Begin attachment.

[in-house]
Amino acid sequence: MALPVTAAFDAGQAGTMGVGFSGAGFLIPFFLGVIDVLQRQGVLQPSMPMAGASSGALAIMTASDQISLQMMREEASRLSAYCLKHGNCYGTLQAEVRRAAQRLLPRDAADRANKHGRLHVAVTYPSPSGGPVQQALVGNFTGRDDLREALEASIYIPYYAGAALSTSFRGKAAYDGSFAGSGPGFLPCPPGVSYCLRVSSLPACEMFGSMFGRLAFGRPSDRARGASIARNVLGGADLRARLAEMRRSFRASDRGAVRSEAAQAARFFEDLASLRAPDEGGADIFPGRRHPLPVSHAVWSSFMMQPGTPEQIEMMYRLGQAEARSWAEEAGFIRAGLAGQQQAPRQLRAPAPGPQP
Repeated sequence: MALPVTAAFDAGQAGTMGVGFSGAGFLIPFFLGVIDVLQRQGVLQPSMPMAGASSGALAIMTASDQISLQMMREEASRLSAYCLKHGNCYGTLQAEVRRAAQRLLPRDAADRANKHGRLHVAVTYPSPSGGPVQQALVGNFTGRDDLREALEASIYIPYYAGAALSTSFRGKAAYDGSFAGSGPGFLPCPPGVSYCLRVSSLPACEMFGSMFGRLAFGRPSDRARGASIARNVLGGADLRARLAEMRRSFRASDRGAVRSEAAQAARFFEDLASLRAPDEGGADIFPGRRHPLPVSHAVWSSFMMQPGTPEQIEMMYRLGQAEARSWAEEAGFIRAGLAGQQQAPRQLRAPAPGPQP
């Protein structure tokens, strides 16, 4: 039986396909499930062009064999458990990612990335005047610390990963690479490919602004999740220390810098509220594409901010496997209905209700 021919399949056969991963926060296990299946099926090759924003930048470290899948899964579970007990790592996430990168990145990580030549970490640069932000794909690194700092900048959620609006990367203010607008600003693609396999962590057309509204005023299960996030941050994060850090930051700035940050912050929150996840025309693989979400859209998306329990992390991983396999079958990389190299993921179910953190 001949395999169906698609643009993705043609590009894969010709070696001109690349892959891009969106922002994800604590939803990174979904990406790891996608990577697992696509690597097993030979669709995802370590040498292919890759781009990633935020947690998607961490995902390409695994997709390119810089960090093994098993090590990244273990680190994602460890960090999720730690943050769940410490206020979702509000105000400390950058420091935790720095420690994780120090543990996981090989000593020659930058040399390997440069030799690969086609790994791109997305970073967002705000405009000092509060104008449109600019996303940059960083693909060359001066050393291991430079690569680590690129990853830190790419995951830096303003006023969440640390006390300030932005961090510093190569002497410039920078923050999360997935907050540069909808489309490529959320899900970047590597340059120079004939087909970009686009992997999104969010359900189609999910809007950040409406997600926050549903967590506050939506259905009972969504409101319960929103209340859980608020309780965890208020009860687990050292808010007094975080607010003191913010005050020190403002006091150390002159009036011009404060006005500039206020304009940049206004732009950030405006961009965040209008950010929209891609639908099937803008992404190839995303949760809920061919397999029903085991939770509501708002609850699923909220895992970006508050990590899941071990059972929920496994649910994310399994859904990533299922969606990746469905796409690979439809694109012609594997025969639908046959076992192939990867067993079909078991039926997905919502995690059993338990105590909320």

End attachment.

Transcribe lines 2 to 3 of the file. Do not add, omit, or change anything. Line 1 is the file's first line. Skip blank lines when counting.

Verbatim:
Amino acid sequence: MALPVTAAFDAGQAGTMGVGFSGAGFLIPFFLGVIDVLQRQGVLQPSMPMAGASSGALAIMTASDQISLQMMREEASRLSAYCLKHGNCYGTLQAEVRRAAQRLLPRDAADRANKHGRLHVAVTYPSPSGGPVQQALVGNFTGRDDLREALEASIYIPYYAGAALSTSFRGKAAYDGSFAGSGPGFLPCPPGVSYCLRVSSLPACEMFGSMFGRLAFGRPSDRARGASIARNVLGGADLRARLAEMRRSFRASDRGAVRSEAAQAARFFEDLASLRAPDEGGADIFPGRRHPLPVSHAVWSSFMMQPGTPEQIEMMYRLGQAEARSWAEEAGFIRAGLAGQQQAPRQLRAPAPGPQP
Repeated sequence: MALPVTAAFDAGQAGTMGVGFSGAGFLIPFFLGVIDVLQRQGVLQPSMPMAGASSGALAIMTASDQISLQMMREEASRLSAYCLKHGNCYGTLQAEVRRAAQRLLPRDAADRANKHGRLHVAVTYPSPSGGPVQQALVGNFTGRDDLREALEASIYIPYYAGAALSTSFRGKAAYDGSFAGSGPGFLPCPPGVSYCLRVSSLPACEMFGSMFGRLAFGRPSDRARGASIARNVLGGADLRARLAEMRRSFRASDRGAVRSEAAQAARFFEDLASLRAPDEGGADIFPGRRHPLPVSHAVWSSFMMQPGTPEQIEMMYRLGQAEARSWAEEAGFIRAGLAGQQQAPRQLRAPAPGPQP